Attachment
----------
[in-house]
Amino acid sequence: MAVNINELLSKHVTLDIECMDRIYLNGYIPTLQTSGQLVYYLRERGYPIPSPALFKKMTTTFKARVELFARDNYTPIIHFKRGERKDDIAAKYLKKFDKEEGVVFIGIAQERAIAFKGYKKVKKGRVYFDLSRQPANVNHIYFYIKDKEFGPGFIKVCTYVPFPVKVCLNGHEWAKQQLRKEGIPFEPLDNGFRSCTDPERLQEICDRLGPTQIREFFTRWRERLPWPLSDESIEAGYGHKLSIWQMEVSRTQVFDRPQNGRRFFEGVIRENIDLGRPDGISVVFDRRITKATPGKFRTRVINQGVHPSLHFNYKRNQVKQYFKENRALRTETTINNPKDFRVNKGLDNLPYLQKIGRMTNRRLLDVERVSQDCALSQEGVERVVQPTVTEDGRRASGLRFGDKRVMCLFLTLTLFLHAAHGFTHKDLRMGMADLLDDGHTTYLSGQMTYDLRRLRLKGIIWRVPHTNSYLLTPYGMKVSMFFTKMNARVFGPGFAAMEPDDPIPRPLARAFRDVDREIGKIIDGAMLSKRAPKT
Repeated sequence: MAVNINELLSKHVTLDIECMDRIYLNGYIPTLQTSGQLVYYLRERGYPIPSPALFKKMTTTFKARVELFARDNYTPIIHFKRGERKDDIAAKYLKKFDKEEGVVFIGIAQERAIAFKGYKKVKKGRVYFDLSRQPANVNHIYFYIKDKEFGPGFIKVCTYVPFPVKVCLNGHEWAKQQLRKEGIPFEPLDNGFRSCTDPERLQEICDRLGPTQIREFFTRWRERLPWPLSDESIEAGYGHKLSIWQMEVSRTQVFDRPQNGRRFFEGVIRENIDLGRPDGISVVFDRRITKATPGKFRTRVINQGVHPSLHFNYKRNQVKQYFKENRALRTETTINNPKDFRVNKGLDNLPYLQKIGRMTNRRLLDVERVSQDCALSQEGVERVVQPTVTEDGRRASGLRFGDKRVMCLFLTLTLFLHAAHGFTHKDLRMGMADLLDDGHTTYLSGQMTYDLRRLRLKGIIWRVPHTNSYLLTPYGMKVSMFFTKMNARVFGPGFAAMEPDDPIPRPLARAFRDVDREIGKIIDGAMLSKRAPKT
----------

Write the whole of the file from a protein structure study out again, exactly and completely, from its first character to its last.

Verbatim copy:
[in-house]
Amino acid sequence: MAVNINELLSKHVTLDIECMDRIYLNGYIPTLQTSGQLVYYLRERGYPIPSPALFKKMTTTFKARVELFARDNYTPIIHFKRGERKDDIAAKYLKKFDKEEGVVFIGIAQERAIAFKGYKKVKKGRVYFDLSRQPANVNHIYFYIKDKEFGPGFIKVCTYVPFPVKVCLNGHEWAKQQLRKEGIPFEPLDNGFRSCTDPERLQEICDRLGPTQIREFFTRWRERLPWPLSDESIEAGYGHKLSIWQMEVSRTQVFDRPQNGRRFFEGVIRENIDLGRPDGISVVFDRRITKATPGKFRTRVINQGVHPSLHFNYKRNQVKQYFKENRALRTETTINNPKDFRVNKGLDNLPYLQKIGRMTNRRLLDVERVSQDCALSQEGVERVVQPTVTEDGRRASGLRFGDKRVMCLFLTLTLFLHAAHGFTHKDLRMGMADLLDDGHTTYLSGQMTYDLRRLRLKGIIWRVPHTNSYLLTPYGMKVSMFFTKMNARVFGPGFAAMEPDDPIPRPLARAFRDVDREIGKIIDGAMLSKRAPKT
Repeated sequence: MAVNINELLSKHVTLDIECMDRIYLNGYIPTLQTSGQLVYYLRERGYPIPSPALFKKMTTTFKARVELFARDNYTPIIHFKRGERKDDIAAKYLKKFDKEEGVVFIGIAQERAIAFKGYKKVKKGRVYFDLSRQPANVNHIYFYIKDKEFGPGFIKVCTYVPFPVKVCLNGHEWAKQQLRKEGIPFEPLDNGFRSCTDPERLQEICDRLGPTQIREFFTRWRERLPWPLSDESIEAGYGHKLSIWQMEVSRTQVFDRPQNGRRFFEGVIRENIDLGRPDGISVVFDRRITKATPGKFRTRVINQGVHPSLHFNYKRNQVKQYFKENRALRTETTINNPKDFRVNKGLDNLPYLQKIGRMTNRRLLDVERVSQDCALSQEGVERVVQPTVTEDGRRASGLRFGDKRVMCLFLTLTLFLHAAHGFTHKDLRMGMADLLDDGHTTYLSGQMTYDLRRLRLKGIIWRVPHTNSYLLTPYGMKVSMFFTKMNARVFGPGFAAMEPDDPIPRPLARAFRDVDREIGKIIDGAMLSKRAPKT